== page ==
##StopRubberBullets#Institutional violence

This report has been drawn up to raise people’s awareness and highlight the severe consequences of the use of rubber bullets, between 2000 and 2020, in Spain. Despite the publication of several reports and international studies, exposing the situation, a detailed analysis of the State Security Force’s continuing use of these dangerous projectiles and the right of the Police Force to apply these measures is of vital importance.

Since the beginning of the Democratic Transition (1976) until the last known case with severe consequences in 2017, at least 23 people have died, and several dozen have been wounded, most of them seriously injured, as a result of the use of rubber bullets. In the last 20 years alone, the present investigation has counted 22 incidents related to rubber bullets in the context of protest marches and football celebrations. As well as these figures, we should not forget the 14 people who were killed and the 4 who were severely injured when they attempted to swim to the shores of Tarajal beach (Ceuta, southern Spain), on 6 February 2014. The Civil Guards fired rubber bullets at the people in the water in order to prevent their entry into Spain.



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From 2000 until the last known case of serious injury in 2017, rubber bullets have caused the death of at least 1 person through direct impact and 11 people have lost their vision in one eye. In addition, 14 people drowned as they tried to swim to the shores of Tarajal beach (Ceuta), in 2014, while the Civil Guard fired rubber bullets at them.

UN regulations prohibit shooting rubber bullets in the head, neck, chest and groin. Despite this, more than half of the victims who were documented in this Spanish investigation, 18 people (69%) were hit in the head and 5 in the upper body. In these cases, the ocular area was the most affected, in 13 out of 18 cases. Among them, 7 were left with permanent damage to the eyeball and 4 with vision loss. In addition to physical injuries, psychological effects and social repercussions must be added.

In none of the 40 cases identified between 2000 and 2020 has the perpetrator of the shooting been brought to trial. Only in one case, that of the death of Iñigo Cabacas, has an Ertzaintza commander been convicted of homicide due to gross negligence, for not stopping the police charge. In the case of Roger Español, who lost an eye after being hit by a rubber bullet, in spite of the fact that the policeman responsible for the shot was identified at the time of the shooting, none of the commanders, nor the police officers present, nor the National Police Force have identified the perpetrator. This is a recurring theme in cases of police violence. On 13 occasions, The European Court of Human Rights has taken the Spanish State to task for not investigating complaints of police malpractice.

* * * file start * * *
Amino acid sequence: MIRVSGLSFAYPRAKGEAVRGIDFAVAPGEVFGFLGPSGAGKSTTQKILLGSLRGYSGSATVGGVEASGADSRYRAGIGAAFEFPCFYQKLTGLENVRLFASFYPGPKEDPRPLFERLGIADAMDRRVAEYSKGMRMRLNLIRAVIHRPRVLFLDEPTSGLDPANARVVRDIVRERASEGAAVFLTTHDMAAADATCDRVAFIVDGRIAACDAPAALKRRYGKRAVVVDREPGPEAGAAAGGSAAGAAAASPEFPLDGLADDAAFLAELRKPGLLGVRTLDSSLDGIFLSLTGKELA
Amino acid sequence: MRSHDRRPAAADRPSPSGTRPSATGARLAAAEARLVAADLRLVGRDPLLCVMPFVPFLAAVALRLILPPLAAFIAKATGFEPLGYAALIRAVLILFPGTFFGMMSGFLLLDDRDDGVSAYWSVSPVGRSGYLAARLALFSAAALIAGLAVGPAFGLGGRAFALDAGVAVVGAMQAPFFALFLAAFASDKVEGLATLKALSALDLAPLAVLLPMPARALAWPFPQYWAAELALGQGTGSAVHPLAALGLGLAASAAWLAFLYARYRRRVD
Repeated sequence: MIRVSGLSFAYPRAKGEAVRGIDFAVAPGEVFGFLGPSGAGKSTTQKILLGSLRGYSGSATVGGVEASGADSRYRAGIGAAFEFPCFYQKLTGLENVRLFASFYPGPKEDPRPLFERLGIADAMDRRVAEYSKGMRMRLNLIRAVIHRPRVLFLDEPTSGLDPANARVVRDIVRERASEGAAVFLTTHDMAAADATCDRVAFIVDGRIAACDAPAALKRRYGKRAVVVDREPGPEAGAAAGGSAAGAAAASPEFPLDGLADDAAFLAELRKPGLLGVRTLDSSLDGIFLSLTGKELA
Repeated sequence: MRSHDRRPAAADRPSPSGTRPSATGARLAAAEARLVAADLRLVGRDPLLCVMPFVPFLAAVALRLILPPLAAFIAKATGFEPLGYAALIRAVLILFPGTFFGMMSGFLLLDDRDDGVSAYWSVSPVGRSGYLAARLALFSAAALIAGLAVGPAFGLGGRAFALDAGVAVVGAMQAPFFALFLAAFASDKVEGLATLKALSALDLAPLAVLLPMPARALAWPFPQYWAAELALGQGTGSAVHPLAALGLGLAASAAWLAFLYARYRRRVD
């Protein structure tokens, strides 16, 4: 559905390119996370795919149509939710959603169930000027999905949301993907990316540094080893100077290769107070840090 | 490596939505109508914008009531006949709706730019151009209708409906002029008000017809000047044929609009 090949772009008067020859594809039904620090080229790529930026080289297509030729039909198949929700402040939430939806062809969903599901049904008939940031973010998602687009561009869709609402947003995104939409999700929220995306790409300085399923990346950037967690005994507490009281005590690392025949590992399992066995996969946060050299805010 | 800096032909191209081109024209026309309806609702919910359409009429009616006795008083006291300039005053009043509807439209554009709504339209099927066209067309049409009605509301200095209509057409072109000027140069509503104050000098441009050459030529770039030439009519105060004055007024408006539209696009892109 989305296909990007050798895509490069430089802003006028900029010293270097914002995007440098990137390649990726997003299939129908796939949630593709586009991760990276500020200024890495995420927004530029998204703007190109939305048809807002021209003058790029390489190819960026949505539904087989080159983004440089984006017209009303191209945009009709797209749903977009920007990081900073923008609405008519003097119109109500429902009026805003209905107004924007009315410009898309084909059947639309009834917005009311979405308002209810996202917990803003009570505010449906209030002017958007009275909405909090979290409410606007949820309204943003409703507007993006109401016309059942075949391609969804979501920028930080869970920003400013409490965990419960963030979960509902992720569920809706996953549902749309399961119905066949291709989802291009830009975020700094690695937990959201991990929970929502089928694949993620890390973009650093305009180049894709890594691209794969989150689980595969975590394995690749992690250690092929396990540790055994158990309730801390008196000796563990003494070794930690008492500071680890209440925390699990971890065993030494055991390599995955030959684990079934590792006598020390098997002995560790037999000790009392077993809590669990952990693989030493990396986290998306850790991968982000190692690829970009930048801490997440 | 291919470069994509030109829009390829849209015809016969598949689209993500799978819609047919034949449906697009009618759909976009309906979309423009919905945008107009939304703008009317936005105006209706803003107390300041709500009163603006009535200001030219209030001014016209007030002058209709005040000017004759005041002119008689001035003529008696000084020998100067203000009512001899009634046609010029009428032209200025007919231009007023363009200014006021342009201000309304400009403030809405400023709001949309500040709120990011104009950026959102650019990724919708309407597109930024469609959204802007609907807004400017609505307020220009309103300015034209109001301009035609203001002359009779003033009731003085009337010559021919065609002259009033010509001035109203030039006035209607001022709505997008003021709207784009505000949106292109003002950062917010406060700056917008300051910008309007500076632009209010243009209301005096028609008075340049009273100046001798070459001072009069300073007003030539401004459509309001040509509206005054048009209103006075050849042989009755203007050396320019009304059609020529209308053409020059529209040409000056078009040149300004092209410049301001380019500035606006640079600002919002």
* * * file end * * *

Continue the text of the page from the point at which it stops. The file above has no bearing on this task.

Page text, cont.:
Currently, the officers of the National Police Force are authorised to use rubber bullets throughout the Spanish State. The regulations that control the means used by the FCSE (“Fuerzas y Cuerpos de Seguridad del Estado”, Spain’s national security forces) are not open to the public. Therefore it is impossible to determine if these regulations comply with international standards or not. On the other hand, the autonomous police forces in Navarra, Euskadi and Catalonia are prohibited from using rubber bullets.

This report aims to contribute to the public debate, by stating that rubber bullets are unpredictable weapons with great potential for causing harm. Rubber bullets are fired at 144 joules, so they are potentially lethal and can cause serious permanent injury. Therefore, they do not comply with international standards for the use of force. To reach our goal, we need to have as many supporters as possible for our manifesto of the #StopBalasGoma campaign.

We recommend that the Government of the Spanish State prohibits the use of rubber bullets and we ask the Public Prosecutor’s Office to create a Special Prosecutor’s Office on Institutional Violence to supervise all the processes that are related to it, including cases of rubber bullets or other kinetic impact projectiles (KIP).